HONG KONG, June 16 — In the second time that detection of gravitational waves was announced Thursday, the only Hong Kong scientist in the study team, Tjonnie Li, said he expects more breakthroughs to come.
The Laser Interferometer Gravitational-wave Observatory (LIGO) Scientific Collaboration and the Virgo Collaboration announced Thursday that gravitational waves were detected for the second time on Dec. 26, 2015 at 03:38 a.m. (UTC) by both of the twin LIGO detectors, located in Livingston, Louisiana, and Hanford, Washington, USA.
Li, a physics professor from the Chinese University of Hong Kong, has participated in the LIGO Scientific Collaboration research since 2009.
"The detection of gravitational waves is not a once-in-a-lifetime occurrence, but instead is something that physicists can look forward to seeing frequently in the future," he said.
The first detection of gravitational waves, which was announced on Feb. 11, 2016, confirmed a major prediction of Albert Einstein's 1915 general theory of relativity and marked the beginning of the new field of gravitational-wave astronomy.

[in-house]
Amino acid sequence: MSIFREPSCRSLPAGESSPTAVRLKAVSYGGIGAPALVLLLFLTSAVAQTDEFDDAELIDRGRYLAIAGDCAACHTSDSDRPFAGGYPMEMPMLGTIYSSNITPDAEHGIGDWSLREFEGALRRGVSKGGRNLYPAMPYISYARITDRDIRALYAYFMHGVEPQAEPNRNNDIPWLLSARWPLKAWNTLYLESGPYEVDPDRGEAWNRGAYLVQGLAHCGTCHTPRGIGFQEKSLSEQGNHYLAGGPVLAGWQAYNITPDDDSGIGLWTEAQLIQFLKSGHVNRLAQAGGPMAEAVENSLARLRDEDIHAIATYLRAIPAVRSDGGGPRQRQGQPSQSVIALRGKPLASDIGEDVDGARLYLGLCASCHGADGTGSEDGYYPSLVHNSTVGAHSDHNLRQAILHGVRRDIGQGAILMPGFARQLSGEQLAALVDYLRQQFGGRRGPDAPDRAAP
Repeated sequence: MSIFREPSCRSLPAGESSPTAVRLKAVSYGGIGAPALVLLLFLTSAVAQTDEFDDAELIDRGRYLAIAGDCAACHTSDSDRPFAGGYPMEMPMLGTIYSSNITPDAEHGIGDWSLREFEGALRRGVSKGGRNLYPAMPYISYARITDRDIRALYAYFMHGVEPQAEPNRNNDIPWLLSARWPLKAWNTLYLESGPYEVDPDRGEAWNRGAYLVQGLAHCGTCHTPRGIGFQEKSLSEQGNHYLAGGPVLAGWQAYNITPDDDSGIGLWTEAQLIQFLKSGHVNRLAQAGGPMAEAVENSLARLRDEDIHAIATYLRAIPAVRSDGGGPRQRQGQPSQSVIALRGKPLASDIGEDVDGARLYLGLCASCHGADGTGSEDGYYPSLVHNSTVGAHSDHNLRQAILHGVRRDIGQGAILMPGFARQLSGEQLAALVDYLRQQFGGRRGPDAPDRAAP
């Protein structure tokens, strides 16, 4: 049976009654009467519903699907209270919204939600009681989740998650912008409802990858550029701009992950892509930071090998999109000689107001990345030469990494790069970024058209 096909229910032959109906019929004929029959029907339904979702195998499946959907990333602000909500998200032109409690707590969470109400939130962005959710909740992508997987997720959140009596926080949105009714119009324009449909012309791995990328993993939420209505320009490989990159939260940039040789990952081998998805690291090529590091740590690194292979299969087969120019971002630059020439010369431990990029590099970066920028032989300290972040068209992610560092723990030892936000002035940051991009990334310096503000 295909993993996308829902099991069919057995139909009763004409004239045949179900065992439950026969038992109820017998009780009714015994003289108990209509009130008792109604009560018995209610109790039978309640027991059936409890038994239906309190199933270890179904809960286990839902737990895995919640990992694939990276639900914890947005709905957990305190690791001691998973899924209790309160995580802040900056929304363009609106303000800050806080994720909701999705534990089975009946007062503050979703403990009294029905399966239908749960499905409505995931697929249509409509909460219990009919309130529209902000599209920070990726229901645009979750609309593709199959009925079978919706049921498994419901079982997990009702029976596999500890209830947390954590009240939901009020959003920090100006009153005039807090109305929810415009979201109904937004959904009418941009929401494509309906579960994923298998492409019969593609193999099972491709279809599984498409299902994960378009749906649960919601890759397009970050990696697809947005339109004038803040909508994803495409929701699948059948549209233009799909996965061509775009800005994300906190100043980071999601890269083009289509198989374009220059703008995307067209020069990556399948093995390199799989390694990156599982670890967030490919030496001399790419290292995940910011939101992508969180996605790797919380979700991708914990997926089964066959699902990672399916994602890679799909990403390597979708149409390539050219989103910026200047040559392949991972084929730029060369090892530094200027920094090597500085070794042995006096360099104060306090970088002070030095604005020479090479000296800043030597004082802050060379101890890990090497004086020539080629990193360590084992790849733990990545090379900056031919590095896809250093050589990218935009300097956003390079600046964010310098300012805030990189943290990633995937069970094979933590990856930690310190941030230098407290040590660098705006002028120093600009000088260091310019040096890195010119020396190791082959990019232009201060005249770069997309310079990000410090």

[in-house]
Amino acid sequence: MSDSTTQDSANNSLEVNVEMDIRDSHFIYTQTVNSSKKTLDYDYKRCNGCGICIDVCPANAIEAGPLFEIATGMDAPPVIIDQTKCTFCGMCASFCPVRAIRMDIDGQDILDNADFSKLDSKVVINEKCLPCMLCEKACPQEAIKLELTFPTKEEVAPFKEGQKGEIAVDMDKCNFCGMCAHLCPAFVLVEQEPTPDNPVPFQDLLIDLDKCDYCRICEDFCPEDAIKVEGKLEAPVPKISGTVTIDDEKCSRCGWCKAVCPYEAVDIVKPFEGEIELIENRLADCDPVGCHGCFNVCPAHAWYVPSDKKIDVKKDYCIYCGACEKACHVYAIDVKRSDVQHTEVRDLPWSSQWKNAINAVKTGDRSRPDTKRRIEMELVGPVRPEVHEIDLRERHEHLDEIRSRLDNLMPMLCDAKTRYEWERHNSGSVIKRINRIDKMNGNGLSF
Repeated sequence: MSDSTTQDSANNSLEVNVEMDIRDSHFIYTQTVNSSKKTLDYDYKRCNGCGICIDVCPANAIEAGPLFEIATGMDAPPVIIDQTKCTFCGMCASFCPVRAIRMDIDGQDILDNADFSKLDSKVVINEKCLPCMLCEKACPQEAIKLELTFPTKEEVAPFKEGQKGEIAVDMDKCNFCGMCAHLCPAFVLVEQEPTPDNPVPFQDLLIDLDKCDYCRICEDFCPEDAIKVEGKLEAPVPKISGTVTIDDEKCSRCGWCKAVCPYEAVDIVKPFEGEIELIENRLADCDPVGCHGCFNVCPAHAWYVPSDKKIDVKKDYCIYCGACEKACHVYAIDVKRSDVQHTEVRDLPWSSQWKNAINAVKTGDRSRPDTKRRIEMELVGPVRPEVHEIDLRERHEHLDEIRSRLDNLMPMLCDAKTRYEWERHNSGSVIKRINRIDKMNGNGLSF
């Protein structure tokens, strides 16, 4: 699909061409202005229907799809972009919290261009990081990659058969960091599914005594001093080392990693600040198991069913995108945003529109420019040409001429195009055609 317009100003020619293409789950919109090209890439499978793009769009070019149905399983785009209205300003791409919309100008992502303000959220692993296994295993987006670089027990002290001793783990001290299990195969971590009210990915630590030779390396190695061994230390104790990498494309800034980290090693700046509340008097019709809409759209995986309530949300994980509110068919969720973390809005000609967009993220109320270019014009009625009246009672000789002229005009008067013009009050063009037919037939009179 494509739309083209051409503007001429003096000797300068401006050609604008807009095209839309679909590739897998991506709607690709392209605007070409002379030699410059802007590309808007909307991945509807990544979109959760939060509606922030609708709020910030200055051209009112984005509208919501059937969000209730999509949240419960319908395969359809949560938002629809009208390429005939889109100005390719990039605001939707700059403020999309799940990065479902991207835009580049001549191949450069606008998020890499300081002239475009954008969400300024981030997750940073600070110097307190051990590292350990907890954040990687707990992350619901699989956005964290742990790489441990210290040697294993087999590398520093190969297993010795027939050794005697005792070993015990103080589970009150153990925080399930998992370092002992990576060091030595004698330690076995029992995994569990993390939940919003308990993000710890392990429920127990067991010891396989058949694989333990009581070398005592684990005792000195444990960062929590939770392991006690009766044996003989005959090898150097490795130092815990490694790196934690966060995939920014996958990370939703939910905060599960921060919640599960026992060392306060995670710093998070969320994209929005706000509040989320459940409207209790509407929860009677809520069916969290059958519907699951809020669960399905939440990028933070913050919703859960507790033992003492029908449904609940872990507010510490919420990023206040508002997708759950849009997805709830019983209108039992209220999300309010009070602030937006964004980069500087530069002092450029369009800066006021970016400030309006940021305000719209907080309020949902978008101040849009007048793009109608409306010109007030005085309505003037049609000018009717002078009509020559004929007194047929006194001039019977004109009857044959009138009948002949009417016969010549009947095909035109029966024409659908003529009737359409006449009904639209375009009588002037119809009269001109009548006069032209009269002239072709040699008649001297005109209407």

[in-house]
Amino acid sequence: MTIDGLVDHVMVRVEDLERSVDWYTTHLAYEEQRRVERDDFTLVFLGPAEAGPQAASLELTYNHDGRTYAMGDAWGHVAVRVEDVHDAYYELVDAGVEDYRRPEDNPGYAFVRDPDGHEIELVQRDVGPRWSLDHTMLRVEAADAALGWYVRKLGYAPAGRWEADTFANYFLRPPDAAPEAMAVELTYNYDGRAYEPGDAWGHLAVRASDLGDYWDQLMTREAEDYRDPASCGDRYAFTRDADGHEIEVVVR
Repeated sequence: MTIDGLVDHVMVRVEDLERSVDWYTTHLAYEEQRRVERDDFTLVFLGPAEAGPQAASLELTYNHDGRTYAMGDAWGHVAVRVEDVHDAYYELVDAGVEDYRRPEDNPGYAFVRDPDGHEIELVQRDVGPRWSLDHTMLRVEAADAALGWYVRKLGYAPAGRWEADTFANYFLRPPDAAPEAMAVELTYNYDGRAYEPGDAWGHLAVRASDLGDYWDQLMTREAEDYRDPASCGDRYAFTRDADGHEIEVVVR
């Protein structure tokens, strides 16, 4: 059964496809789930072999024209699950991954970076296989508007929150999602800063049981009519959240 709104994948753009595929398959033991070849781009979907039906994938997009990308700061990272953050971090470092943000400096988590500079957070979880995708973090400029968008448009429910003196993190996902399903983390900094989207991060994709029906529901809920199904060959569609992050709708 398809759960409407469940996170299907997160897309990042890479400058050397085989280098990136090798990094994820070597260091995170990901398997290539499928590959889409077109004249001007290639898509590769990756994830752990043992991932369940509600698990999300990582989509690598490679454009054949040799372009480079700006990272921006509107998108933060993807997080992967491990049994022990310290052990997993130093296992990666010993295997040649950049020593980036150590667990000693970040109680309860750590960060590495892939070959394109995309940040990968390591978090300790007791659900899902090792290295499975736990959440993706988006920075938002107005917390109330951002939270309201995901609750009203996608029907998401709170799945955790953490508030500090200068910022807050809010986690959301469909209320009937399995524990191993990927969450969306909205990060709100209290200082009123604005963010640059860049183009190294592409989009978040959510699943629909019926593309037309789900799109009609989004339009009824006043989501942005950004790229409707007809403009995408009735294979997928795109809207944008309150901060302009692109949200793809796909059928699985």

The black holes found in the second discovery were much less massive than those observed in the first detection.
Due to their lighter masses compared to the first detection, they spent more time, about one second, in the sensitive band of the detectors.
This can help scientists to map the populations of black holes in the universe.
Li said earlier that a new era in astronomy has begun due to the discovery, describing it as a turning point in science.
"I believe there will be more breakthrough discoveries down the road,"the HK scientist said.
The university has recently signed a memorandum of understanding to become the first Hong Kong member of the LIGO Scientific Collaboration and began a formal collaboration this March. (PNA/Xinhua)